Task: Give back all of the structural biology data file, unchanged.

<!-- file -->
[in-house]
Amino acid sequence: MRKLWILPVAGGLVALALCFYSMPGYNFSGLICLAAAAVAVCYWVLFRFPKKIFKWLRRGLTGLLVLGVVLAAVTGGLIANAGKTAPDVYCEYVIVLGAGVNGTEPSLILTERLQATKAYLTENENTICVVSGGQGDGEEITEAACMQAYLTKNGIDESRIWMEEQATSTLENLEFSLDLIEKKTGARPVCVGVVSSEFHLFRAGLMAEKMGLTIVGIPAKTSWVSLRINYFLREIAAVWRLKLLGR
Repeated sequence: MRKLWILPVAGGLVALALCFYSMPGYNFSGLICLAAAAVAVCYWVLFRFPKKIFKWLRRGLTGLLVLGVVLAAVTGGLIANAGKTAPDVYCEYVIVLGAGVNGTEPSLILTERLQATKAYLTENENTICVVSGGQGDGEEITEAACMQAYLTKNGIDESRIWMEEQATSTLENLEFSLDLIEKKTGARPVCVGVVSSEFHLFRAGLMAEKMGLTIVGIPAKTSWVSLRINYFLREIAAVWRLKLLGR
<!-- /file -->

[in-house]
Amino acid sequence: MRKLWILPVAGGLVALALCFYSMPGYNFSGLICLAAAAVAVCYWVLFRFPKKIFKWLRRGLTGLLVLGVVLAAVTGGLIANAGKTAPDVYCEYVIVLGAGVNGTEPSLILTERLQATKAYLTENENTICVVSGGQGDGEEITEAACMQAYLTKNGIDESRIWMEEQATSTLENLEFSLDLIEKKTGARPVCVGVVSSEFHLFRAGLMAEKMGLTIVGIPAKTSWVSLRINYFLREIAAVWRLKLLGR
Repeated sequence: MRKLWILPVAGGLVALALCFYSMPGYNFSGLICLAAAAVAVCYWVLFRFPKKIFKWLRRGLTGLLVLGVVLAAVTGGLIANAGKTAPDVYCEYVIVLGAGVNGTEPSLILTERLQATKAYLTENENTICVVSGGQGDGEEITEAACMQAYLTKNGIDESRIWMEEQATSTLENLEFSLDLIEKKTGARPVCVGVVSSEFHLFRAGLMAEKMGLTIVGIPAKTSWVSLRINYFLREIAAVWRLKLLGR